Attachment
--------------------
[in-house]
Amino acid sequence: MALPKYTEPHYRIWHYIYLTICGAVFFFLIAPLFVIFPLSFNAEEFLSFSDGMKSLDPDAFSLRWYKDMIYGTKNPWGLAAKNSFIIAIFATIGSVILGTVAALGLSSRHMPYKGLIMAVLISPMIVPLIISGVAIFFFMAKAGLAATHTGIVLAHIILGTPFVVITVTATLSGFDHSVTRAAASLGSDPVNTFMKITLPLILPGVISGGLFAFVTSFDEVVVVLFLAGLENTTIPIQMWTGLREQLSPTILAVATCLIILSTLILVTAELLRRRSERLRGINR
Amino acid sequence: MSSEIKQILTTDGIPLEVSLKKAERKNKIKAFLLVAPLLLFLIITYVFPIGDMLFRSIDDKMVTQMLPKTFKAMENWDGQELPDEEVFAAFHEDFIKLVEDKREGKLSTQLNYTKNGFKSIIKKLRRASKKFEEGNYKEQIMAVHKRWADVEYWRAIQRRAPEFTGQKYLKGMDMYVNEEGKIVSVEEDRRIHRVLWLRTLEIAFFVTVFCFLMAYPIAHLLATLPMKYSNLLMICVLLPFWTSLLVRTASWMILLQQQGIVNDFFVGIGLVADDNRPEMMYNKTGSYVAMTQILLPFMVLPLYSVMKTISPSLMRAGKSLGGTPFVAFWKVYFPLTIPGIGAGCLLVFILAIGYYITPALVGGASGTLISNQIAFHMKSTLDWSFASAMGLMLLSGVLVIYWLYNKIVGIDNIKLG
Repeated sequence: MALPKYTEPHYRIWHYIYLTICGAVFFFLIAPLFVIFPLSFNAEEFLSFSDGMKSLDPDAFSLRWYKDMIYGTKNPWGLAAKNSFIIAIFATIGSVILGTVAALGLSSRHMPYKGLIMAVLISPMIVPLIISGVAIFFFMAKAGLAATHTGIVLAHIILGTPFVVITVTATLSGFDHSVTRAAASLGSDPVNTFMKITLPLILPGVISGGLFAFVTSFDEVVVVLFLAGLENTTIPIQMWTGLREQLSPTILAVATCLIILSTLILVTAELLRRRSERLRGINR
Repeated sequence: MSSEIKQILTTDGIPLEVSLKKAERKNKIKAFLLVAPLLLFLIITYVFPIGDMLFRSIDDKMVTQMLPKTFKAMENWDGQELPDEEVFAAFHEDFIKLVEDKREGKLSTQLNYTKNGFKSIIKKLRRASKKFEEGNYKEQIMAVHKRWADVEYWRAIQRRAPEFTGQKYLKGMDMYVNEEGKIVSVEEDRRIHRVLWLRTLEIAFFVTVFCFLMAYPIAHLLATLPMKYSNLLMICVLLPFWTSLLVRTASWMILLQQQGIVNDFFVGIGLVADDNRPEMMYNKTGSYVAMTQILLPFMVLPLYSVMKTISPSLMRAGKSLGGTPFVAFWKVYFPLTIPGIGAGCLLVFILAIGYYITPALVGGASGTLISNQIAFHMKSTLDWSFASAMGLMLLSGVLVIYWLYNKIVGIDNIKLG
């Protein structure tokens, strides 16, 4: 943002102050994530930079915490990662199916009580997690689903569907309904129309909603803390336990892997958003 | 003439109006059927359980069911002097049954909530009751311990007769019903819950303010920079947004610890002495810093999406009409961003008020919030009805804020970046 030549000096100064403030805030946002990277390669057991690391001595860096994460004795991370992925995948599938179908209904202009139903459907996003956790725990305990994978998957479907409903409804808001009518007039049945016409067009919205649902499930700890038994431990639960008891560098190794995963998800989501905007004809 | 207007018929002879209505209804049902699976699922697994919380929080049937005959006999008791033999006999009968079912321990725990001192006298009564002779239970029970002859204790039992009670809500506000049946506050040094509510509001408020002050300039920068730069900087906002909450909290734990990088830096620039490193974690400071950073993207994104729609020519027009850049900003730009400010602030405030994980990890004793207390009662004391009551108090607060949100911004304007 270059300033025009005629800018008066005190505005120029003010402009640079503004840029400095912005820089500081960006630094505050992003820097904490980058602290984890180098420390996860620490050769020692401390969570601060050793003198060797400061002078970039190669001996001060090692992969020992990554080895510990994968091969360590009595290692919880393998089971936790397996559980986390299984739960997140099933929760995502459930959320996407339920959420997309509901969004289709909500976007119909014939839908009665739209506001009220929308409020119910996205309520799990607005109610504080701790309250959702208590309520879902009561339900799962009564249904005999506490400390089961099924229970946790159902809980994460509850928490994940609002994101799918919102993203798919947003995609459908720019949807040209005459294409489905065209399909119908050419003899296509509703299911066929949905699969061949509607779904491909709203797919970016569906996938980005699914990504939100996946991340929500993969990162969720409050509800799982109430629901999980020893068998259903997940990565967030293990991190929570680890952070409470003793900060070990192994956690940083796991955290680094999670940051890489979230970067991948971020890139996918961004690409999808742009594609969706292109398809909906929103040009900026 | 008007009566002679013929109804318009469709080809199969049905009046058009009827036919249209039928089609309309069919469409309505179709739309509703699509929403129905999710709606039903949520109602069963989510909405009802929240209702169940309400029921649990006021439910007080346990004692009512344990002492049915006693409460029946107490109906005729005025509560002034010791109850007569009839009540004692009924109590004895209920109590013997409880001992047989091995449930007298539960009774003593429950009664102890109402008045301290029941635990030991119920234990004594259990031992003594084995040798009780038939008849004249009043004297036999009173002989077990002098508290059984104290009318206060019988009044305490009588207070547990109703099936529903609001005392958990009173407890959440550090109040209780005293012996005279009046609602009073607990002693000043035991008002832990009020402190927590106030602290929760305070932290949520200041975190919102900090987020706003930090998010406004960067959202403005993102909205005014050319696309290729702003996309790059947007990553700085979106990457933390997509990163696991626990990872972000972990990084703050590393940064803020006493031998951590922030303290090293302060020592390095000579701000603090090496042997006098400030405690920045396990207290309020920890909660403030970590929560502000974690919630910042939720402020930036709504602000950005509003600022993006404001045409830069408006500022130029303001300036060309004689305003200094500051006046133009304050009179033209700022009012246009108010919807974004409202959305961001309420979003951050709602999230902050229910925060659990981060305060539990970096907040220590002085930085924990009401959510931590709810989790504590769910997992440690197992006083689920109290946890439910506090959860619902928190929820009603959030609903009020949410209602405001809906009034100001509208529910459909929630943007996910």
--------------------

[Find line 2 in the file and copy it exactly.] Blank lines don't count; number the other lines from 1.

Amino acid sequence: MALPKYTEPHYRIWHYIYLTICGAVFFFLIAPLFVIFPLSFNAEEFLSFSDGMKSLDPDAFSLRWYKDMIYGTKNPWGLAAKNSFIIAIFATIGSVILGTVAALGLSSRHMPYKGLIMAVLISPMIVPLIISGVAIFFFMAKAGLAATHTGIVLAHIILGTPFVVITVTATLSGFDHSVTRAAASLGSDPVNTFMKITLPLILPGVISGGLFAFVTSFDEVVVVLFLAGLENTTIPIQMWTGLREQLSPTILAVATCLIILSTLILVTAELLRRRSERLRGINR